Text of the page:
- He is British. (British gives more information about he)
- She became a nurse. (nurse gives more information about she)
Object complements follow the direct objects of the verb and give more information
about those direct objects.
- They painted the house red. (red is a complement giving more information about the direct object house)
- She called him an idiot. (an idiot is a complement giving more information about the direct
The complement often consists of an adjective (e.g. red) or a noun phrase (e.g. an idiot) but can also be a participle phrase.
I saw her standing there. (standing there is a complement telling more about her).
Direct and Indirect Objects
Objects come in two types, direct and indirect:
The direct object is the word that receives the action of a verb.
- Christine saw a snake. ( a snake receives the action of saw)
- Rose wears goggles. (goggles receives the action of wears)
Sometimes the direct object tells the result of an action.
- Tecla won the race.
- She received a trophy.
To find the direct object first find the verb. Then ask whom or what after the verb.
- Christine saw a snake.
Saw what? a snake
- Rose ears goggles
wears what? goggles
- Tecla won the race
Won what? the race
- She received a trophy
received what? a trophy
Remember, we said earlier that a verb that has a direct object is called a transitive verb and a verb that does not have an object is called an intransitive verb. We also said that a verb may be intransitive in one sentence and transitive in another. Other verbs are strictly intransitive like disagree.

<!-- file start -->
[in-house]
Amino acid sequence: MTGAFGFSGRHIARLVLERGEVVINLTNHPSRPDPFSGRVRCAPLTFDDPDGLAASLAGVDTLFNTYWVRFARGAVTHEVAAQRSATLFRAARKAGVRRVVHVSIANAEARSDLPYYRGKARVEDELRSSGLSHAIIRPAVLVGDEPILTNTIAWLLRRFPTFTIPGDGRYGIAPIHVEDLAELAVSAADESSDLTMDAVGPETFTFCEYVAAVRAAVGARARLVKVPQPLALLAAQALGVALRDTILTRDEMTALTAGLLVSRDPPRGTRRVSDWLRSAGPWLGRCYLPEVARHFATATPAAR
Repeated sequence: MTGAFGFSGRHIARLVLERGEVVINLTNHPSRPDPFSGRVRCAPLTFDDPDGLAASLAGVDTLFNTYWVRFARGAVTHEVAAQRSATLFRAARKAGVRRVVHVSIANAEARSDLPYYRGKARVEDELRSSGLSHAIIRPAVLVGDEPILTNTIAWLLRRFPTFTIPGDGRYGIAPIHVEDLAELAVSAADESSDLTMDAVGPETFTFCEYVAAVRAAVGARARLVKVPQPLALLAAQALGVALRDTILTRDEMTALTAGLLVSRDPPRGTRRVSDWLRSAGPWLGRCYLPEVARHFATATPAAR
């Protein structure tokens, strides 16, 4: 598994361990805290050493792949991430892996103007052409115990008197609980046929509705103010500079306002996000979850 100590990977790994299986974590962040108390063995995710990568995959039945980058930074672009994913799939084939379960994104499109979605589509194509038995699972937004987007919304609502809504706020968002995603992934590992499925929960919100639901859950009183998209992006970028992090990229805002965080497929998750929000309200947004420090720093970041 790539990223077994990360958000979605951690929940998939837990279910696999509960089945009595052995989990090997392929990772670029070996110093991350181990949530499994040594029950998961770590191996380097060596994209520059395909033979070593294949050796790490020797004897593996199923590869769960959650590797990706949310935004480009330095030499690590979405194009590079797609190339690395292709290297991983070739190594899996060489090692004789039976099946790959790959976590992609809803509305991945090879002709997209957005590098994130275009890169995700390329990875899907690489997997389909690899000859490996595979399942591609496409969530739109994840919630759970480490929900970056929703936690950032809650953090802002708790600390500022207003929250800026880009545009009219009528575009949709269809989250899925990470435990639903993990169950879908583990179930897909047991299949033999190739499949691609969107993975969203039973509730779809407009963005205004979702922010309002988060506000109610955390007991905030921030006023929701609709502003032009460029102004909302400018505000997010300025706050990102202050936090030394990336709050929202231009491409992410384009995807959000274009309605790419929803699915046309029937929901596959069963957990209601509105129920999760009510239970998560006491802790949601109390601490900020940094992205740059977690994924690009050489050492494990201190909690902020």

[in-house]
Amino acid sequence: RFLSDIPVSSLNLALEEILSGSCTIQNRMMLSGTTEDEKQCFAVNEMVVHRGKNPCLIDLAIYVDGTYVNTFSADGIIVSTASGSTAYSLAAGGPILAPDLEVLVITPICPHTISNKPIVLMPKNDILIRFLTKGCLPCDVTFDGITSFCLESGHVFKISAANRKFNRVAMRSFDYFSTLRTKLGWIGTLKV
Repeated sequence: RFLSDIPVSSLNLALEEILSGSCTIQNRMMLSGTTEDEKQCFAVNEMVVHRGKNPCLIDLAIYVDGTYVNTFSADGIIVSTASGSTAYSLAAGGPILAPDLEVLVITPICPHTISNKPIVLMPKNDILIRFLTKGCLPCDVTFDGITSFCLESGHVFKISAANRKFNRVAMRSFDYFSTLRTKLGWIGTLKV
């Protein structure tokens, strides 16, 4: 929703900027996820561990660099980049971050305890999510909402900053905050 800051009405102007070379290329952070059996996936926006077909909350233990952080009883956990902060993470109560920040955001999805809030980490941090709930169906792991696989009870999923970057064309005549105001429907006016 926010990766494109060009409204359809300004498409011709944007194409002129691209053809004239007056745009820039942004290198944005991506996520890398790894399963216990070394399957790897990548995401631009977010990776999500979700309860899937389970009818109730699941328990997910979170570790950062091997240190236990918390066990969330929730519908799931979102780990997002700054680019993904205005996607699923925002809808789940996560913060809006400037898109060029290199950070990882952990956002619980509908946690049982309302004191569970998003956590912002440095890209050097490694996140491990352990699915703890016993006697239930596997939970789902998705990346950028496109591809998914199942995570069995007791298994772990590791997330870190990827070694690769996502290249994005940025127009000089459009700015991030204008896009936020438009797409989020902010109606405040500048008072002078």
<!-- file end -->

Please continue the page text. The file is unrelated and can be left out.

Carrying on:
The indirect object refers to a person or thing who receives the direct object. They tell us for whom or to whom something is done. Others tell to what or for what something is done.
I gave him the book.
He is the indirect object as he is the beneficiary of the book.
Direct object or adverb?
Direct objects are sometimes confused with adverbs. The direct object tells what or whom as we have seen earlier. Adverbs on the other hand tell how, where, when or to what extent. They modify the verbs.
Brian Swam slowly. (slowly is an adverb telling how)
Brian Swam a tough race. (race is a direct object telling what).
Verbs can also be followed by a phrase that tells how, when, or where. This kind of a phrase is never a direct object but an adverbial phrase.
Brian swam across the pool. (a cross the pool tells where Brian Swam).
Therefore, to decide whether a word or a phrase is a direct object or adverb, decide first what it tells about the verb. If it tells how, where, when or to what extent, it is an adverb. If it tells what or whom, it is a direct object
Preparatory It and There
The preparatory It is used to show opinion or condition (especially concerning time, distance, and weather). The preparatory It acts as a dummy subject and is usually followed by the verb be (or a modal + be). The logical subject in sentences beginning with It is often a to-infinitive phrase or a noun clause.
- It is nice to meet you.
- It would be fun to live on a sailboat.
- It is important that we not litter in the park.
- It is 3:30 p.m. right now.
- It never snows in July around here.
- It is believed that he will arrive next week.
The preparatory There often begins sentences that show location or existence, especially when the existence of something or someone is mentioned for the first time. It is usually followed by the verb be (or a modal + be).
- Look! There’s a bear.
- There’s a shooting star in the sky.
- There will be a party on Saturday.
- There is a mosquito in my bedroom.
- There was a new girl at school today.